As the film starts, Tintin (Jamie Bell) along with his faithful dog Snowy, is enjoying his day meandering around a local market when he finds an intricately designed model ship called the Unicorn available for sale by a somewhat anxious merchant. As Tintin attempts to unravel the mystery behind the legend of the Unicorn and its secret cargo, he sets off a sequence of events which sees the young reporter come up against the mysterious Ivanovich Sakharine (Daniel Craig), befriend the alcohol-loving Captain Haddock (Andy Serkis), and help clueless Interpol agents Thomson and Thompson (Simon Pegg and Nick Frost) in their many endeavors. Action, adventure, explosions, and bumbling detectives follow as Tintin races throughout the world to solve the mystery of the Unicorn.
It is a phrase which is thrown around a lot when evaluating films within the action-adventure genre, but The Adventures of Tintin is literally a non-stop thrill ride. But, while this phrase would usually contribute to the praise of a motion picture, in the context of this film, it becomes a part of the criticism. From the beautifully crafted opening titles to the closing scene, there isn’t a moment which goes by in which something isn’t being blown up, jumped on, ridden or used as a makeshift weapon. It is as if Spielberg doesn’t trust the primarily young audience members to actually engage with the film when a lavish action set-piece isn’t taking place, and because of this, the audience is presented with a film which becomes disorientating due to its constant fast and frenetic pace. Also, due to the narratives exhilarating pace, the film requires that many of its large set-pieces take place one after the over, thereby detracting heavily away from their overall impact on the viewer.
Aside from the fast-paced nature of the motion-picture however, the performance capture works well, as the computer generated backgrounds, locations and scenery are a startling indicator of how far technology regarding motion capture and three-dimensional imagery has come in the last decade. When it comes to the characters themselves however, while the motion capture allows for startling facial detail, it cannot replicate the emotional disparity of real human beings. The script written by three of the most promising British filmmakers at the moment contains a multitude of in-jokes, friendly humor and an attempt at characterization. But again due to the pace of the film, this aspect falls flat due to the central narrative stream taking precedence over everything else on-screen throughout its running time.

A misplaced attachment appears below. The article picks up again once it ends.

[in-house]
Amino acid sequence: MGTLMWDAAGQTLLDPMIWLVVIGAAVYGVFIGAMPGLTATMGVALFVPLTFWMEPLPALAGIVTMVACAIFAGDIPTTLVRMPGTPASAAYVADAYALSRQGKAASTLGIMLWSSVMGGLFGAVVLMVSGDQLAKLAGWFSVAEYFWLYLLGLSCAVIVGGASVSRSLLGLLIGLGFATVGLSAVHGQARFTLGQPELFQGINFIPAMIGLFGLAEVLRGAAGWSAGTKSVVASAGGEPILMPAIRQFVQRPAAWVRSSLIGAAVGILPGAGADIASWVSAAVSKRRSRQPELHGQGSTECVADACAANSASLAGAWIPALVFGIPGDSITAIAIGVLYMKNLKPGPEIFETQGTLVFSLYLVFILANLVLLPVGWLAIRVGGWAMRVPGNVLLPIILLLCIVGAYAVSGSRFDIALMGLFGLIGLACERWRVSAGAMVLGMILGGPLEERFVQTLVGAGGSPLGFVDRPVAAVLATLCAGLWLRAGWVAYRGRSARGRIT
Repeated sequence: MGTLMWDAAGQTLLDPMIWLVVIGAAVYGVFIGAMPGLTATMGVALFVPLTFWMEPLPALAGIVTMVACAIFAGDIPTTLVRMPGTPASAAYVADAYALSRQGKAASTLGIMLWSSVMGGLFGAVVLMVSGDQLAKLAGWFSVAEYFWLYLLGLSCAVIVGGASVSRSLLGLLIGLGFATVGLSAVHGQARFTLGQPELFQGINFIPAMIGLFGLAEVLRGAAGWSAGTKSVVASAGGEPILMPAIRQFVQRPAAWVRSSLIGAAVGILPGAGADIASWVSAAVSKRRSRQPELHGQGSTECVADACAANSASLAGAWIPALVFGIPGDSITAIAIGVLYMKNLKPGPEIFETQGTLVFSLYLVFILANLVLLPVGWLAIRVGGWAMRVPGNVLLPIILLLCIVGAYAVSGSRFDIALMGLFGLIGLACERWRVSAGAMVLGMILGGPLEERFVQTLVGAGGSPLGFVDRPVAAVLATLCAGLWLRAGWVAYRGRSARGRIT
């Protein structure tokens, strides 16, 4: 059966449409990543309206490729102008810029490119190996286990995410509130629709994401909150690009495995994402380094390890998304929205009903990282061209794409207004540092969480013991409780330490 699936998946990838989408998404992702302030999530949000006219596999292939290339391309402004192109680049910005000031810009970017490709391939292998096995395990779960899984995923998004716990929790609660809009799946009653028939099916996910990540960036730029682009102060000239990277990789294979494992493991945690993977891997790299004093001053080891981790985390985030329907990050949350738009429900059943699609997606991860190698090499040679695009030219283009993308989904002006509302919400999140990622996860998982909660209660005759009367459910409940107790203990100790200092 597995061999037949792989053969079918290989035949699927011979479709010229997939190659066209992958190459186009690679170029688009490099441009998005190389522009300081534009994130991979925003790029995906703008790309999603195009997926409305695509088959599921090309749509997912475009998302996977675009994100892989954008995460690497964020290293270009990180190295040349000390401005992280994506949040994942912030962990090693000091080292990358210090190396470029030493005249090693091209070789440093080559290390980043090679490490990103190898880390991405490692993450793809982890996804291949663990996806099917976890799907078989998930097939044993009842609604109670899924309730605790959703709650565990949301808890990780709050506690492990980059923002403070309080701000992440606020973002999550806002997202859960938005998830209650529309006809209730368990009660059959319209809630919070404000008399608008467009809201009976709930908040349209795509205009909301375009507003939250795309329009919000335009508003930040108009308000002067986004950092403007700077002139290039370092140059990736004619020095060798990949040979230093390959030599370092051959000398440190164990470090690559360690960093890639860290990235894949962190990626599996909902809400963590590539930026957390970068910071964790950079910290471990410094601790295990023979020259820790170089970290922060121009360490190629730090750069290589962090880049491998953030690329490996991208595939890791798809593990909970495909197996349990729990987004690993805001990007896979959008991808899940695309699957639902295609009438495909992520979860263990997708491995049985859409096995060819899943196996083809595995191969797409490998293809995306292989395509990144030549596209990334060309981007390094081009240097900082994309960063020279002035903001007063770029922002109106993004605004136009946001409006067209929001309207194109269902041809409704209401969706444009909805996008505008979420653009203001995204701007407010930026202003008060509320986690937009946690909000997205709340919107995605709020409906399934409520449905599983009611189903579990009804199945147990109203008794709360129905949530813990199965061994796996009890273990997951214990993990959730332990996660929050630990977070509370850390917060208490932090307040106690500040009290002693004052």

The Adventures of Tintin is a family-friendly, fast-paced, loose, action-adventure film that will no doubt be lauded by children across the land. It is essentially Spielberg doing what he does best: entertaining the public. But unlike the Indiana Jones series and E.T, among many of his other films, Tintin is unable to cross generational boundaries to become a film for audiences of all ages. While children will appreciate the non-stop, in-your-face action sequences which are constantly loud, bright and full of computer-generated destruction, older cinema-goers will no doubt become tired of the repetitive series of events.
With a Tintin sequel and even a trilogy potentially on the cards for the future, it would have been nice if Spielberg had attempted to scale back the action sequences for further plot and character development, rather than throwing every available device at the viewer hoping that something would eventually stick. While this approach may work with young children viewing the picture, it will almost certainly pass most adults by.
Posted November 14, 2011.